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On December 20, 2017, Respondents Michael Thompson, Ray Potts, and Mary Lynn Peacher (collectively, Proponents) filed Initiative Petition No. 416, State Question No. 795 (IP 416) with the Oklahoma Secretary of State. IP 416 would create a new Article XIII-C in the Oklahoma Constitution. IP 416 contains 8 sections, which Proponents asserted will levy a new 5% gross production tax on oil and gas production from certain wells, and provide for the deposit of the proceeds primarily in a new fund entitled the "Oklahoma Quality Instruction Fund" (the Fund). Monies from the Fund would be distributed: (1) 90% to Oklahoma common school districts to increase compensation and benefits for certified personnel, and the hiring, recruitment and retention thereof; and (2) 10% to the State Department of Education to promote school readiness, and to support compensation for instructors and other instructional expenses in "high-quality early learning centers" for at-risk children prior to entry into the common education system. The opponent petitioners alleged the gist of the petition was insufficient and misleading. Upon review, the Oklahoma Supreme Court held the gist of the petition was legally sufficient. View "McDonald v. Thompson" on Justia Law

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On December 20, 2017, Respondents Michael Thompson, Ray Potts, and Mary Lynn Peacher (collectively, Proponents) filed Initiative Petition No. 416, State Question No. 795 (IP 416) with the Oklahoma Secretary of State. IP 416 would create a new Article XIII-C in the Oklahoma Constitution. IP 416 contains 8 sections, which Proponents asserted will levy a new 5% gross production tax on oil and gas production from certain wells, and provide for the deposit of the proceeds primarily in a new fund entitled the "Oklahoma Quality Instruction Fund" (the Fund). Monies from the Fund would be distributed: (1) 90% to Oklahoma common school districts to increase compensation and benefits for certified personnel, and the hiring, recruitment and retention thereof; and (2) 10% to the State Department of Education to promote school readiness, and to support compensation for instructors and other instructional expenses in "high-quality early learning centers" for at-risk children prior to entry into the common education system. The opponent petitioners alleged the gist of the petition was insufficient and misleading. Upon review, the Oklahoma Supreme Court held the gist of the petition was legally sufficient. View "McDonald v. Thompson" on Justia Law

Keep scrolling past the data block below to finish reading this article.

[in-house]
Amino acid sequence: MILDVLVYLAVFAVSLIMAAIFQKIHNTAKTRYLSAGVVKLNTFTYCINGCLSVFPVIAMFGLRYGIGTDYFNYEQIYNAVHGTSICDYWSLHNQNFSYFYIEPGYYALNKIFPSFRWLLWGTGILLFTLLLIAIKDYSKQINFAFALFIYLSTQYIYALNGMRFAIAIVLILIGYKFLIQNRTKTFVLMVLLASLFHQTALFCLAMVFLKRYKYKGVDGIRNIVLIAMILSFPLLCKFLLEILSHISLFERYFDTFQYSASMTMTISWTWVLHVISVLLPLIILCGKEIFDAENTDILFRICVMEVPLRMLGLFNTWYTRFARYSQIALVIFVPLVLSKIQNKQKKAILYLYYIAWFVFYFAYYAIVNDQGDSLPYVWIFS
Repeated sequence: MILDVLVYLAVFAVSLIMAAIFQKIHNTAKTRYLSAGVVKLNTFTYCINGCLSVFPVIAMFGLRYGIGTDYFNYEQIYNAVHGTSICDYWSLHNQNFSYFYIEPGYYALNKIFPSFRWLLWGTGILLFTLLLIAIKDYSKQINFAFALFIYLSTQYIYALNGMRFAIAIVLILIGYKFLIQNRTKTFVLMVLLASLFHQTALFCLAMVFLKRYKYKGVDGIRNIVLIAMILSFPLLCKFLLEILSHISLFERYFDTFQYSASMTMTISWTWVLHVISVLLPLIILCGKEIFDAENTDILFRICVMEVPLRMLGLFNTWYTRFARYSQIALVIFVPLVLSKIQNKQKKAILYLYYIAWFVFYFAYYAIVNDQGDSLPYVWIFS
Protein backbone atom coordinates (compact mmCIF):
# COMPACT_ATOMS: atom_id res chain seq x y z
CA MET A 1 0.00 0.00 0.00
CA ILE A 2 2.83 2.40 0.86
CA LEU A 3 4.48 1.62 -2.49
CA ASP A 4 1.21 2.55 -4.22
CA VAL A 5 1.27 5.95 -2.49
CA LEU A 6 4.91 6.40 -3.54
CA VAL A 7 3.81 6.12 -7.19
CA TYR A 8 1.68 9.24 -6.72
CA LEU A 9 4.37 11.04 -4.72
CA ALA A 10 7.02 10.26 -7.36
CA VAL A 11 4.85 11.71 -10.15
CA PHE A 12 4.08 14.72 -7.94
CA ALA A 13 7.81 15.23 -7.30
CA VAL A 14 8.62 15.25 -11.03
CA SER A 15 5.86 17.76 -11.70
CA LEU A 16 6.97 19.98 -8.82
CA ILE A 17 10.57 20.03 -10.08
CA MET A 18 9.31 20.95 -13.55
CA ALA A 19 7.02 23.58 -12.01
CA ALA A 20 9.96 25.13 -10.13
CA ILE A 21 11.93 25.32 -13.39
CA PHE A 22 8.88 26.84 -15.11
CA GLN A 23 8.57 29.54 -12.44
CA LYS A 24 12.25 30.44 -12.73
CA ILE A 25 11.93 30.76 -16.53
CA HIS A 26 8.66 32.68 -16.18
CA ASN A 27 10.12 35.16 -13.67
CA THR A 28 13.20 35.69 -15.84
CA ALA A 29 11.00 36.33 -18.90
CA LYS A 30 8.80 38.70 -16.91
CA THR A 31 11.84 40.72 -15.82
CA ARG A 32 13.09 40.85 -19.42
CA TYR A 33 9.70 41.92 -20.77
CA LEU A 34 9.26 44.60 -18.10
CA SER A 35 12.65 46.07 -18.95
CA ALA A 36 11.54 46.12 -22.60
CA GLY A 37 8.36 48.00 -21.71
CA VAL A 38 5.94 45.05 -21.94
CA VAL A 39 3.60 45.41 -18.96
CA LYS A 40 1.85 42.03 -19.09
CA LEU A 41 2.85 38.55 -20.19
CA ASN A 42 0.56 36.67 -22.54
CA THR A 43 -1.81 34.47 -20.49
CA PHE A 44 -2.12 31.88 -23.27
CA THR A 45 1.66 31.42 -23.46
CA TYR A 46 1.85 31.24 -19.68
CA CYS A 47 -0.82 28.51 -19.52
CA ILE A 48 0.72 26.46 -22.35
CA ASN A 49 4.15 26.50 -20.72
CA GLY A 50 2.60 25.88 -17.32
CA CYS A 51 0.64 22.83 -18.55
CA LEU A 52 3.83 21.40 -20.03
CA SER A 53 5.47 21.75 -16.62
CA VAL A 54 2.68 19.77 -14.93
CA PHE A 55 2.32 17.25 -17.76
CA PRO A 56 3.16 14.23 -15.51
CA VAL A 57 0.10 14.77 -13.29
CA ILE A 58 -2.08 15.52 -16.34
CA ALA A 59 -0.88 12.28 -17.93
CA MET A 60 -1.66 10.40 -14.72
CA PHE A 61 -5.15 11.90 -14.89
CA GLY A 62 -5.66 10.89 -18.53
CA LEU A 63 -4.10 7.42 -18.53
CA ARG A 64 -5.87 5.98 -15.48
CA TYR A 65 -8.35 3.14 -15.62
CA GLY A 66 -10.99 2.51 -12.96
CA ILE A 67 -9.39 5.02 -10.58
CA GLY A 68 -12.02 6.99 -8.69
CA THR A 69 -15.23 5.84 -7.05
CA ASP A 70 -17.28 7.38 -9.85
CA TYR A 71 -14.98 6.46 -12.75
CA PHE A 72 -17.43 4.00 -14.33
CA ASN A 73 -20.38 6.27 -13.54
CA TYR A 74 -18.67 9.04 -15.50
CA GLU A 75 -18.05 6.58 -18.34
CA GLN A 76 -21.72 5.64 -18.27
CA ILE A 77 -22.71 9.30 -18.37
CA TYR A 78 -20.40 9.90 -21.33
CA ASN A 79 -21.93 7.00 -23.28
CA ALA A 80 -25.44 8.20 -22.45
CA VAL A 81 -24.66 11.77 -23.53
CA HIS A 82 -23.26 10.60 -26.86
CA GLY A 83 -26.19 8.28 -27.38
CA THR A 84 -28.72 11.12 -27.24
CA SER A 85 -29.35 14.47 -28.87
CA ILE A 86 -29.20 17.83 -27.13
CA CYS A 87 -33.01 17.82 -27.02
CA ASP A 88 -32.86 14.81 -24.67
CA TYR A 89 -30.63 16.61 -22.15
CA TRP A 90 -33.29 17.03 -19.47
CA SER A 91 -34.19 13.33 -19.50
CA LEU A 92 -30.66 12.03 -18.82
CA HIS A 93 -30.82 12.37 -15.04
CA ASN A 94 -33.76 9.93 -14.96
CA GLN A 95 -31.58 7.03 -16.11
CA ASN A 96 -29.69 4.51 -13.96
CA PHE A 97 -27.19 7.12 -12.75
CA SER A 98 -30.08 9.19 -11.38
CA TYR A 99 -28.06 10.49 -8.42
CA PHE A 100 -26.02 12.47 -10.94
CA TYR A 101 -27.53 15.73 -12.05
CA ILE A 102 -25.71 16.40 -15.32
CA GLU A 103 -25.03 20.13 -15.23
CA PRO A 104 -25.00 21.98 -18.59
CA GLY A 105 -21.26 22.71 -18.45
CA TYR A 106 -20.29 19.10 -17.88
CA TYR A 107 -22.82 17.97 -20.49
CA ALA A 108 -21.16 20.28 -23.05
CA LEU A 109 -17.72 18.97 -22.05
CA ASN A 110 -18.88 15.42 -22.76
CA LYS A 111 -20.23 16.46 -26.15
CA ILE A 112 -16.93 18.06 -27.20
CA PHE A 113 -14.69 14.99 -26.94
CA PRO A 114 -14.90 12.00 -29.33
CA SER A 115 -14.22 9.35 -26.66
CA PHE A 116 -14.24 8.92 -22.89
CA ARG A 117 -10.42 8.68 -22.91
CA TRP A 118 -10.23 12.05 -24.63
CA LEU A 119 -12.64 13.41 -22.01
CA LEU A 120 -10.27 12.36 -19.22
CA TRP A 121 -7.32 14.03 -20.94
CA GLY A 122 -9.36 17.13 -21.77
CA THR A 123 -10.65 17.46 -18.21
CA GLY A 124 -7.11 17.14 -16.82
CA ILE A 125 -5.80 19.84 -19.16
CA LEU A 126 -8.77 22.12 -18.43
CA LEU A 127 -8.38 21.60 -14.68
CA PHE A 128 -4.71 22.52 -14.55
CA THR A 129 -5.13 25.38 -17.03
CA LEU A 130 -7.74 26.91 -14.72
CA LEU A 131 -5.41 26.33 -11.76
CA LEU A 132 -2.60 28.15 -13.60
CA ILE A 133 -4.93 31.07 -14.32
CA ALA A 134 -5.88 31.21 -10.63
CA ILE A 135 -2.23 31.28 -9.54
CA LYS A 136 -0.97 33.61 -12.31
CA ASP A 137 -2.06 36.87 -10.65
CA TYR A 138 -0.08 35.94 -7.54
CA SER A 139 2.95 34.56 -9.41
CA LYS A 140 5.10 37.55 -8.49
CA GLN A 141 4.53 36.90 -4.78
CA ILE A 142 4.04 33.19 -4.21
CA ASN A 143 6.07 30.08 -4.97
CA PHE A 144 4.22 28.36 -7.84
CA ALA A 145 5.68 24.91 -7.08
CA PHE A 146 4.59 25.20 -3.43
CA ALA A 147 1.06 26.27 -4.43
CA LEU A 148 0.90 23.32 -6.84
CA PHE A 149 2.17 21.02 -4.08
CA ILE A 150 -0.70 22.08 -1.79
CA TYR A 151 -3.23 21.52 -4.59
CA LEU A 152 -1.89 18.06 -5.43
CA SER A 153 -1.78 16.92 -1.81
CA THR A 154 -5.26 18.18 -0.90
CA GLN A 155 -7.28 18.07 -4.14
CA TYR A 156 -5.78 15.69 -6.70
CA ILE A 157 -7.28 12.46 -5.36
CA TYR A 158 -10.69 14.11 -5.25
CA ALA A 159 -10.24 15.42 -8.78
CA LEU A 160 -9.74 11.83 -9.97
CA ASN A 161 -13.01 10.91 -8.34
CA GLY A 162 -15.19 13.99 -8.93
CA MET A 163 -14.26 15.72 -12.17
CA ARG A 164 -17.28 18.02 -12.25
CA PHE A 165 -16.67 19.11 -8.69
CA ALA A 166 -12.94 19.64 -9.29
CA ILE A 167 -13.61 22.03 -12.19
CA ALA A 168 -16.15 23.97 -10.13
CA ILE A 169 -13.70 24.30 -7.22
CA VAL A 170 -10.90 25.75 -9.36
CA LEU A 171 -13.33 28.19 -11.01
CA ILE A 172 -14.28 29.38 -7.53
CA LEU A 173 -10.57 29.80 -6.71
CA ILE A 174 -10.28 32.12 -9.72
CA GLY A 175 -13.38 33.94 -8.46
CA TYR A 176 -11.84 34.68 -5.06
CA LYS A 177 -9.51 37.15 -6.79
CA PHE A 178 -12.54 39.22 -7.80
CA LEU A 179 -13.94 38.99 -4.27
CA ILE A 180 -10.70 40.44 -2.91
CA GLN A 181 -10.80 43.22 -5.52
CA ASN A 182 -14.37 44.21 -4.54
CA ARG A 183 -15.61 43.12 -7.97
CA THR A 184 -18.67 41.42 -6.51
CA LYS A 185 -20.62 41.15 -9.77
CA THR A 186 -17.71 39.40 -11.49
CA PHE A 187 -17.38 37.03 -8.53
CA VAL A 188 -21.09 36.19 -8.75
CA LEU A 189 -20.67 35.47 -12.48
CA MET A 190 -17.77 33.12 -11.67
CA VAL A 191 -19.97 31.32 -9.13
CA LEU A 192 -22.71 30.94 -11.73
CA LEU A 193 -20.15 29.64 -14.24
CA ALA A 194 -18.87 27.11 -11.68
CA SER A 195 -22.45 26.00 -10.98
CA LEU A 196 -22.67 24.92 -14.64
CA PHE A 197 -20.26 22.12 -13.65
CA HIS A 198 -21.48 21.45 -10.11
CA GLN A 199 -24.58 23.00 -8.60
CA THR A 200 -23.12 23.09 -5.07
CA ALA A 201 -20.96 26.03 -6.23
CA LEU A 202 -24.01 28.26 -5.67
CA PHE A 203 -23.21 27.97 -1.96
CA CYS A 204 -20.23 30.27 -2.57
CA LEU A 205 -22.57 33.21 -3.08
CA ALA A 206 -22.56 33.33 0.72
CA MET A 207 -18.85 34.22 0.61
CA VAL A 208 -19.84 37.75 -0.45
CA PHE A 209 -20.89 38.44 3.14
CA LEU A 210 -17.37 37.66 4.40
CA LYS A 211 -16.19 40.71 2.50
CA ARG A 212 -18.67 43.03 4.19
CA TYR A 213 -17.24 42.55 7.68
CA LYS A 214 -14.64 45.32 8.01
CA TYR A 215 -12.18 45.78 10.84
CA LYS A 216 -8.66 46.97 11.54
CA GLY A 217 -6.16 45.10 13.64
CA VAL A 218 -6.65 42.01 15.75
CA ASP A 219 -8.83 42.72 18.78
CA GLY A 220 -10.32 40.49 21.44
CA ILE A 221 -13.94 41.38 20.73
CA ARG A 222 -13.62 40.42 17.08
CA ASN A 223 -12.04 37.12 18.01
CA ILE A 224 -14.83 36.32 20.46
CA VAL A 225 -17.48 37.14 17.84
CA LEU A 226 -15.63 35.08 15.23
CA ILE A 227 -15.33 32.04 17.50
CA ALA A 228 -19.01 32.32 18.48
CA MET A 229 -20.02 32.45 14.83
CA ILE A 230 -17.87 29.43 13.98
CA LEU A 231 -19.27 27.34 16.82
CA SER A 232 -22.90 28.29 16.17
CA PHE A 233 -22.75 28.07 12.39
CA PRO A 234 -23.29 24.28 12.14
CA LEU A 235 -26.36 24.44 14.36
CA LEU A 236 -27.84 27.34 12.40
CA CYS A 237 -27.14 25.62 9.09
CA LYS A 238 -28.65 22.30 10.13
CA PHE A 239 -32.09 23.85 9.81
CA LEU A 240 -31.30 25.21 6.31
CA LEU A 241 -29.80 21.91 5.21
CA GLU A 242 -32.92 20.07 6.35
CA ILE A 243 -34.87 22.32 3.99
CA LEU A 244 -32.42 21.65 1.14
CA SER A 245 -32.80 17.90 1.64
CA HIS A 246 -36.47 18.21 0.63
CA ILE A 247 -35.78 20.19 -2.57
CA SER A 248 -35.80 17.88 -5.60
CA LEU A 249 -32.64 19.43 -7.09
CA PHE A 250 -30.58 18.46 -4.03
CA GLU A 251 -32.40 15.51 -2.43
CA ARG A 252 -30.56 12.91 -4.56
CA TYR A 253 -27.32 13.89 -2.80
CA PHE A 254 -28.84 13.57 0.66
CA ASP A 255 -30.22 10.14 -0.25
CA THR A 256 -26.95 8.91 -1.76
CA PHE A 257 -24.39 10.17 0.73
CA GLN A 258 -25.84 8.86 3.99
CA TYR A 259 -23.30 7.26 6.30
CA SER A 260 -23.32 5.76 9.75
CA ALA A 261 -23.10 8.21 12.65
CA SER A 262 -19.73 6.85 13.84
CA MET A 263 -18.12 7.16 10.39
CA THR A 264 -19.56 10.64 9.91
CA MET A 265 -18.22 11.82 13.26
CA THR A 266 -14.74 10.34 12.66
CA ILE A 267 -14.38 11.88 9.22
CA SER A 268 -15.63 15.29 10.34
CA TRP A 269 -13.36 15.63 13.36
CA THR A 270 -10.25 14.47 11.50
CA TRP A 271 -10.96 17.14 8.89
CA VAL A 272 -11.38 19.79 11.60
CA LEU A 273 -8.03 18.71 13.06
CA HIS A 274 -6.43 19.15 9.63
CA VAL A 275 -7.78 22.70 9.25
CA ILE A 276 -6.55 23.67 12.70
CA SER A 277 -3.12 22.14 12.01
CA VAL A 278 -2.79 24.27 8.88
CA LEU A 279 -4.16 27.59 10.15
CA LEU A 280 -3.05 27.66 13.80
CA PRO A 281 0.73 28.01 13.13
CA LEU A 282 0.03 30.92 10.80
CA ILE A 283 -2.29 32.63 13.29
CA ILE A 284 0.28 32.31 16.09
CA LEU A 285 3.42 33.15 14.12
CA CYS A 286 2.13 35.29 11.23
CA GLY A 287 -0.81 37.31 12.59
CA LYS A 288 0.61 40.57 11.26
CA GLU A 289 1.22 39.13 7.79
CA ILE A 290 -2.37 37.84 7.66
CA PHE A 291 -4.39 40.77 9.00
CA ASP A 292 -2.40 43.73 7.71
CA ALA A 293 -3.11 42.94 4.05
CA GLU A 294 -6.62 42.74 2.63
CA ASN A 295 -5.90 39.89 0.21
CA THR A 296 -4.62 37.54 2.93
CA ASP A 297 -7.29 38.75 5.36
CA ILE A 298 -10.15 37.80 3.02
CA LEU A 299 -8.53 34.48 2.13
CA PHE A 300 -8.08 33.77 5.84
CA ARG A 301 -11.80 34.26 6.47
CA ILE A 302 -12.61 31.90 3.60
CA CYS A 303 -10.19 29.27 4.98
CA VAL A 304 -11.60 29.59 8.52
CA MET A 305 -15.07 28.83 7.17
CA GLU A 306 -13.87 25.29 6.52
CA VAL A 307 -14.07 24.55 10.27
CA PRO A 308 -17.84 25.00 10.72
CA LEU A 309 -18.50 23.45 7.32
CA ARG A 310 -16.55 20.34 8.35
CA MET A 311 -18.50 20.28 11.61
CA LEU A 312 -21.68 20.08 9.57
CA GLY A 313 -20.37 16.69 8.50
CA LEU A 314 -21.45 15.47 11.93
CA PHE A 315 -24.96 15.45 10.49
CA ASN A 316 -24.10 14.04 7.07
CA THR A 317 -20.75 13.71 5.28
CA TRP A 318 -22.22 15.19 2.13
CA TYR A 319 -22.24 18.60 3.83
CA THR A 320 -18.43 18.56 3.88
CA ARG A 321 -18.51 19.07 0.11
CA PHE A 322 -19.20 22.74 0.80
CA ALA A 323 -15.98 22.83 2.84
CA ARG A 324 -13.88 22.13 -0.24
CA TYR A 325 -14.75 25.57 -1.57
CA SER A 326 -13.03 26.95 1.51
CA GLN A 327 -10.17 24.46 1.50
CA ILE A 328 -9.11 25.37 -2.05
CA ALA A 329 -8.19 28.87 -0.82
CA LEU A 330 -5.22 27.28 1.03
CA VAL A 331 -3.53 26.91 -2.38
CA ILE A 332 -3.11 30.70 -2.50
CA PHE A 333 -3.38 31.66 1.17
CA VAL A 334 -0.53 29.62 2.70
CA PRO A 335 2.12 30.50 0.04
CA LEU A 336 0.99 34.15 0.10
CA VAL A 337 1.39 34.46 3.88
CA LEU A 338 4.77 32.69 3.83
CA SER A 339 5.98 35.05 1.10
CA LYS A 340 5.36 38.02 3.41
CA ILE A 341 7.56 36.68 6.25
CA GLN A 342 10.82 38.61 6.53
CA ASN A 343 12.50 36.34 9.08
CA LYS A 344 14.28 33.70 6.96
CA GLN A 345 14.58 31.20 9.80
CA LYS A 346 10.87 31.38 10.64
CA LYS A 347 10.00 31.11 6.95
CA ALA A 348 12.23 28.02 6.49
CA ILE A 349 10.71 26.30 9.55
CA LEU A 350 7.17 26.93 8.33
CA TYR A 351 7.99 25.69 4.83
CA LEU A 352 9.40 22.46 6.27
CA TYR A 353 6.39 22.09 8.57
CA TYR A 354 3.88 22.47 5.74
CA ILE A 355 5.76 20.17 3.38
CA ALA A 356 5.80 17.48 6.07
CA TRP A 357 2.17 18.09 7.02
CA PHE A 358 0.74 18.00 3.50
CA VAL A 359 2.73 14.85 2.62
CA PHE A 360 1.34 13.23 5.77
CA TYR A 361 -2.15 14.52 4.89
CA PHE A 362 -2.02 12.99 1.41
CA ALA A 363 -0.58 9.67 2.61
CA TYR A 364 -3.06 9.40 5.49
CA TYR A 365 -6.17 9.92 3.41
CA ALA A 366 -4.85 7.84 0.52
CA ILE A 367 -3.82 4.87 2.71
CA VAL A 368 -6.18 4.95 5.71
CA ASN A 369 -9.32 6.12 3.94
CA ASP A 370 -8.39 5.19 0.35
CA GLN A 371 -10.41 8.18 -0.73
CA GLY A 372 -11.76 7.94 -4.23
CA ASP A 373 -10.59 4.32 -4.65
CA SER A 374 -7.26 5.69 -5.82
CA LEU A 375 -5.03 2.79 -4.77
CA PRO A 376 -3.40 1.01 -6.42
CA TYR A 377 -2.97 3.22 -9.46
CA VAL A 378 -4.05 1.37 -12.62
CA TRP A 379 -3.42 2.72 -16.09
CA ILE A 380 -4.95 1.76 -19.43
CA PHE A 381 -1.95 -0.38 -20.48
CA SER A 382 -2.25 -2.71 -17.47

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The United States Court of Appeals for the Tenth Circuit certified a question of Oklahoma law to the Oklahoma Supreme Court. Plaintiff-Appellant Perry Odom was an employee of Penske Logistics, LLC. Penske Logistics, LLC was a wholly owned subsidiary of Defendant-Appellee Penske Truck Leasing Co. (PTLC). After a trailer owned by PTLC fell on Odom and injured him, he filed a claim against his employer, Penske Logistics, LLC, pursuant to the Administrative Workers' Compensation Act (AWCA). However, plaintiff and his wife Carolyn (collectively, the Odoms) also filed a lawsuit against PTLC in federal district court, alleging PTLC's tortious negligence caused Perry Odom's injury. The federal appellate court asked whether under Oklahoma’s dual-capacity doctrine, an employer who was generally immune from tort liability could become liable to its employee as a third-party tortfeasor, if it occupies, in addition to its capacity as an employer, a second capacity that confers obligations independent of those imposed on it as an employer. The Court asked what was the effect of Oklahoma's Administrative Workers' Compensation Act (AWCA) on the dual-capacity doctrine, and whether the AWCA abrogated the dual-capacity doctrine as to an employer's stockholder. The Oklahoma Court found the AWCA abrogated the dual-capacity doctrine with regards to employers. Title 85A O.S. Supp. 2013 § 5(A) did not bar an employee from bringing a cause of action in tort against a stockholder of their employer for independent tortious acts when the stockholder is not acting in the role of employer. View "Odom v. Penske Truck Leasing Co." on Justia Law